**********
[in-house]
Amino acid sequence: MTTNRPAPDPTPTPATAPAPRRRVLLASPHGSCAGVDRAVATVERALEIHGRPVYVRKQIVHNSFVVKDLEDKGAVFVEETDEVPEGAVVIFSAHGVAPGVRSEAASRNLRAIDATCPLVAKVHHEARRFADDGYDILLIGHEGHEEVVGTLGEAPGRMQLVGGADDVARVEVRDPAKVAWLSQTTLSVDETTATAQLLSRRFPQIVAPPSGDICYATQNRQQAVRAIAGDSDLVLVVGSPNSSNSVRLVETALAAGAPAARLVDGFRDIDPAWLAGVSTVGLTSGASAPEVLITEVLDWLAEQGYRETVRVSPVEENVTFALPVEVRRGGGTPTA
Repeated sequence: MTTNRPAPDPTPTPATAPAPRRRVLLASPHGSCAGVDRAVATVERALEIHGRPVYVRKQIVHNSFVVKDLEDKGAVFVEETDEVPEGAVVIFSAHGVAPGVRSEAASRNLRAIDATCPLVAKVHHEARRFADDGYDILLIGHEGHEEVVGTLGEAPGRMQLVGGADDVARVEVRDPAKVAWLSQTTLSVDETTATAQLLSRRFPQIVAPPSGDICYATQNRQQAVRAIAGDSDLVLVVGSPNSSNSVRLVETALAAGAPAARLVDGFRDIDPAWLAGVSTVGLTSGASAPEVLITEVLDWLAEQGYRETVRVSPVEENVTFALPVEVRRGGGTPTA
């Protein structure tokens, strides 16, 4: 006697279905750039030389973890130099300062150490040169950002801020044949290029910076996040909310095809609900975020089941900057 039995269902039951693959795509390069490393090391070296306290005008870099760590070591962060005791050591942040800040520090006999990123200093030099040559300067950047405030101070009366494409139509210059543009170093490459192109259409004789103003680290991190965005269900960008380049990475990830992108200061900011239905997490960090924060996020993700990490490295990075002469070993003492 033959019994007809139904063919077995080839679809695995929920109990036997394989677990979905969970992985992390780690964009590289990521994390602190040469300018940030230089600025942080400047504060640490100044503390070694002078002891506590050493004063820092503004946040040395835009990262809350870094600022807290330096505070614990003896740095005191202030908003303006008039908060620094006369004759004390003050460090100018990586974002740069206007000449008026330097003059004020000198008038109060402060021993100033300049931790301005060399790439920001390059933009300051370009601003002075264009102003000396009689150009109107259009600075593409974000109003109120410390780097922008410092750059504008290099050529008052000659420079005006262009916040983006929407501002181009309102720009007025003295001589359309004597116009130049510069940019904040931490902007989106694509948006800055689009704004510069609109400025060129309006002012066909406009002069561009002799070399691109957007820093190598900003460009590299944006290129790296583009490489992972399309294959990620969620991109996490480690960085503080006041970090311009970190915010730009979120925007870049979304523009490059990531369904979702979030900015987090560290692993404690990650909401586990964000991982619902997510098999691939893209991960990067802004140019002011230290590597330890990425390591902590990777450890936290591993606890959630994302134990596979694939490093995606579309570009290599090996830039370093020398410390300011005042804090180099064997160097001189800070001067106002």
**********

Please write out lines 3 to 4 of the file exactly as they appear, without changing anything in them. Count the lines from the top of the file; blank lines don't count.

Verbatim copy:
Repeated sequence: MTTNRPAPDPTPTPATAPAPRRRVLLASPHGSCAGVDRAVATVERALEIHGRPVYVRKQIVHNSFVVKDLEDKGAVFVEETDEVPEGAVVIFSAHGVAPGVRSEAASRNLRAIDATCPLVAKVHHEARRFADDGYDILLIGHEGHEEVVGTLGEAPGRMQLVGGADDVARVEVRDPAKVAWLSQTTLSVDETTATAQLLSRRFPQIVAPPSGDICYATQNRQQAVRAIAGDSDLVLVVGSPNSSNSVRLVETALAAGAPAARLVDGFRDIDPAWLAGVSTVGLTSGASAPEVLITEVLDWLAEQGYRETVRVSPVEENVTFALPVEVRRGGGTPTA
């Protein structure tokens, strides 16, 4: 006697279905750039030389973890130099300062150490040169950002801020044949290029910076996040909310095809609900975020089941900057 039995269902039951693959795509390069490393090391070296306290005008870099760590070591962060005791050591942040800040520090006999990123200093030099040559300067950047405030101070009366494409139509210059543009170093490459192109259409004789103003680290991190965005269900960008380049990475990830992108200061900011239905997490960090924060996020993700990490490295990075002469070993003492 033959019994007809139904063919077995080839679809695995929920109990036997394989677990979905969970992985992390780690964009590289990521994390602190040469300018940030230089600025942080400047504060640490100044503390070694002078002891506590050493004063820092503004946040040395835009990262809350870094600022807290330096505070614990003896740095005191202030908003303006008039908060620094006369004759004390003050460090100018990586974002740069206007000449008026330097003059004020000198008038109060402060021993100033300049931790301005060399790439920001390059933009300051370009601003002075264009102003000396009689150009109107259009600075593409974000109003109120410390780097922008410092750059504008290099050529008052000659420079005006262009916040983006929407501002181009309102720009007025003295001589359309004597116009130049510069940019904040931490902007989106694509948006800055689009704004510069609109400025060129309006002012066909406009002069561009002799070399691109957007820093190598900003460009590299944006290129790296583009490489992972399309294959990620969620991109996490480690960085503080006041970090311009970190915010730009979120925007870049979304523009490059990531369904979702979030900015987090560290692993404690990650909401586990964000991982619902997510098999691939893209991960990067802004140019002011230290590597330890990425390591902590990777450890936290591993606890959630994302134990596979694939490093995606579309570009290599090996830039370093020398410390300011005042804090180099064997160097001189800070001067106002």